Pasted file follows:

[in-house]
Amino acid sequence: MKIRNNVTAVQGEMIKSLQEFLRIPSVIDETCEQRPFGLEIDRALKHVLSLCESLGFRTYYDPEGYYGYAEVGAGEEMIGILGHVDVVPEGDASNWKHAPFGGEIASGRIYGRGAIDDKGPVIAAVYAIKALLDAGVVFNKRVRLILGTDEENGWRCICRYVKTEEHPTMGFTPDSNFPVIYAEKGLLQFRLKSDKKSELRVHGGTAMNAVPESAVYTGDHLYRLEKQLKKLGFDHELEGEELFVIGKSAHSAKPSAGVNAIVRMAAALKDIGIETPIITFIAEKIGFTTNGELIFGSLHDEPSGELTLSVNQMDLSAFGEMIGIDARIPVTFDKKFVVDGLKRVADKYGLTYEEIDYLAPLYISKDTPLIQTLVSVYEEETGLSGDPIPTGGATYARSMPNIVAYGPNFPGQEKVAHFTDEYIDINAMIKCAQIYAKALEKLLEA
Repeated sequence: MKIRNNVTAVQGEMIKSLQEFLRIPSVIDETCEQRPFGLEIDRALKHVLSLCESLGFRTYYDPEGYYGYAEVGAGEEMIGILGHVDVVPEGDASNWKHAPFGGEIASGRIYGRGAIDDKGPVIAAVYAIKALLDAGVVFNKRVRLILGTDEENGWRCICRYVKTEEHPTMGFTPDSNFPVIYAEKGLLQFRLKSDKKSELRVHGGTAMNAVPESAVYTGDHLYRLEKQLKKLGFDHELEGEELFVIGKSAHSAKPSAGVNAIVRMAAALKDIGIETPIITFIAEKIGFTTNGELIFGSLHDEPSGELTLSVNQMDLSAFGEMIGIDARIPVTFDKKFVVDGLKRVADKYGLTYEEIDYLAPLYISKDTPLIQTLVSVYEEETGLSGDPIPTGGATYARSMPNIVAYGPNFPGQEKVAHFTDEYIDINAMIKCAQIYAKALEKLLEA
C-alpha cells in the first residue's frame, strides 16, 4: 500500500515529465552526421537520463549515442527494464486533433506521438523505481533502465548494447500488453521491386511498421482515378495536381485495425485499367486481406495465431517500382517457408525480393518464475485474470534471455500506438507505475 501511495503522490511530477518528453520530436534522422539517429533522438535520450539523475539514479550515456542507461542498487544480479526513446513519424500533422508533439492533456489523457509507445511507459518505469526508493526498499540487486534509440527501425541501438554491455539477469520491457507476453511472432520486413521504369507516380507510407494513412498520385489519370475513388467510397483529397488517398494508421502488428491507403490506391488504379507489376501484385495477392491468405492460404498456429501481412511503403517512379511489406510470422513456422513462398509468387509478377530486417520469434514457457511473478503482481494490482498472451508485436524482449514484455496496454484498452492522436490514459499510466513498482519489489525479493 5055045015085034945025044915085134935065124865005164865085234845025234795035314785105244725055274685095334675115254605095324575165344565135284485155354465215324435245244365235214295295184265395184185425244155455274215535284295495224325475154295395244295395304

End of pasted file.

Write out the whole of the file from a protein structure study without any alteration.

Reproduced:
[in-house]
Amino acid sequence: MKIRNNVTAVQGEMIKSLQEFLRIPSVIDETCEQRPFGLEIDRALKHVLSLCESLGFRTYYDPEGYYGYAEVGAGEEMIGILGHVDVVPEGDASNWKHAPFGGEIASGRIYGRGAIDDKGPVIAAVYAIKALLDAGVVFNKRVRLILGTDEENGWRCICRYVKTEEHPTMGFTPDSNFPVIYAEKGLLQFRLKSDKKSELRVHGGTAMNAVPESAVYTGDHLYRLEKQLKKLGFDHELEGEELFVIGKSAHSAKPSAGVNAIVRMAAALKDIGIETPIITFIAEKIGFTTNGELIFGSLHDEPSGELTLSVNQMDLSAFGEMIGIDARIPVTFDKKFVVDGLKRVADKYGLTYEEIDYLAPLYISKDTPLIQTLVSVYEEETGLSGDPIPTGGATYARSMPNIVAYGPNFPGQEKVAHFTDEYIDINAMIKCAQIYAKALEKLLEA
Repeated sequence: MKIRNNVTAVQGEMIKSLQEFLRIPSVIDETCEQRPFGLEIDRALKHVLSLCESLGFRTYYDPEGYYGYAEVGAGEEMIGILGHVDVVPEGDASNWKHAPFGGEIASGRIYGRGAIDDKGPVIAAVYAIKALLDAGVVFNKRVRLILGTDEENGWRCICRYVKTEEHPTMGFTPDSNFPVIYAEKGLLQFRLKSDKKSELRVHGGTAMNAVPESAVYTGDHLYRLEKQLKKLGFDHELEGEELFVIGKSAHSAKPSAGVNAIVRMAAALKDIGIETPIITFIAEKIGFTTNGELIFGSLHDEPSGELTLSVNQMDLSAFGEMIGIDARIPVTFDKKFVVDGLKRVADKYGLTYEEIDYLAPLYISKDTPLIQTLVSVYEEETGLSGDPIPTGGATYARSMPNIVAYGPNFPGQEKVAHFTDEYIDINAMIKCAQIYAKALEKLLEA
C-alpha cells in the first residue's frame, strides 16, 4: 500500500515529465552526421537520463549515442527494464486533433506521438523505481533502465548494447500488453521491386511498421482515378495536381485495425485499367486481406495465431517500382517457408525480393518464475485474470534471455500506438507505475 501511495503522490511530477518528453520530436534522422539517429533522438535520450539523475539514479550515456542507461542498487544480479526513446513519424500533422508533439492533456489523457509507445511507459518505469526508493526498499540487486534509440527501425541501438554491455539477469520491457507476453511472432520486413521504369507516380507510407494513412498520385489519370475513388467510397483529397488517398494508421502488428491507403490506391488504379507489376501484385495477392491468405492460404498456429501481412511503403517512379511489406510470422513456422513462398509468387509478377530486417520469434514457457511473478503482481494490482498472451508485436524482449514484455496496454484498452492522436490514459499510466513498482519489489525479493 5055045015085034945025044915085134935065124865005164865085234845025234795035314785105244725055274685095334675115254605095324575165344565135284485155354465215324435245244365235214295295184265395184185425244155455274215535284295495224325475154295395244295395304